The primary sequences of human FLIP (sp O15519) and procaspase 8 (sp Q14790) were taken from UniProt database. Homology models of the DEDs of human FLIP and procaspase 8 were built with MODELLER9 version 8 (ref. 37) using the X-ray structure of viral FLIP MC159 (PDB id 2BRR) as a template (ref. 29). A classification of DED-containing proteins based on the high diversity of the α3 region helped us to refine the models 38. In this classification, DED of FADD, DED2 of FLIP, and both DEDs of procaspase 8 belong to the same class (class I) and contain basic residues (K or R). As observed in the NMR-solved structure of FADD (PDB id 2GF5)39, these residues form a short α-helix (α3 helix). In contrast, both DEDs of viral FLIP MC159 and the DED1 of human FLIP belong to a different DED class (II) because they do not contain these basic residues. In the viral FLIP crystal structure, the α3 region is a loop. Thus, we refined the α3 region of FLIP DED2 and both procaspase 8 DEDs using the α3 helix of FADD DED as template. The three-dimensional quality of the structures was validated using ProSa2003 programme ( http://www.came.sbg.ac.at/prosa_details.php)40. The models showing the best scores as judged by consensus predictions carried out by MODELLER objective function and ProSa2003 were chosen. PDB coordinate files are available from the corresponding author subject to a confidentiality agreement.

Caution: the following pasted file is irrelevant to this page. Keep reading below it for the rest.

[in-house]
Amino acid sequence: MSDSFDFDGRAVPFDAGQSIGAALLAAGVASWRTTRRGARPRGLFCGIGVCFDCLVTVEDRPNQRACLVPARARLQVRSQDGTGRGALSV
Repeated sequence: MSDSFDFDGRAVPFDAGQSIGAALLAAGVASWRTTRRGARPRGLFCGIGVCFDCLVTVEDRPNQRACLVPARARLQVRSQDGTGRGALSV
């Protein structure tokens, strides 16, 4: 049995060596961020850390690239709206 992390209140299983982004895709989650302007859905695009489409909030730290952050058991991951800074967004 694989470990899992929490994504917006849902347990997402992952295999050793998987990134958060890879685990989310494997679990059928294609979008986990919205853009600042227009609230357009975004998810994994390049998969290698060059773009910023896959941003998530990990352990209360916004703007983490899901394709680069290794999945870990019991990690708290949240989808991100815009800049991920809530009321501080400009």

Protein–protein docking analyses
The docking of FLIP-FADD, procaspase 8-FADD, procaspase 8-procaspase 8, FLIP-FLIP and procaspase 8-FLIP DEDs was performed with Hex software41. Firstly, manual positioning of the two possible orientations for FLIP-FADD and procaspase 8-FADD was obtained, and these were used as reference complexes in Hex. The HEX docking algorithm employs molecular shape comparison using spherical harmonics and polar Fourier correlations. The initial steric scan was set at N=16 followed by a final search at N=25. This discards orientations where a steric clash occurs during the rigid body-docking procedure that employs shape (steric) and electrostatic correlation. The twist range angle was set at 360° with a step size of 5.5°. The docking calculations were performed using 12 inter-molecular separations in steps of 7.5 Å. The solutions with the lowest root mean square deviation (r.m.s.d.) with respect to the reference complex was chosen.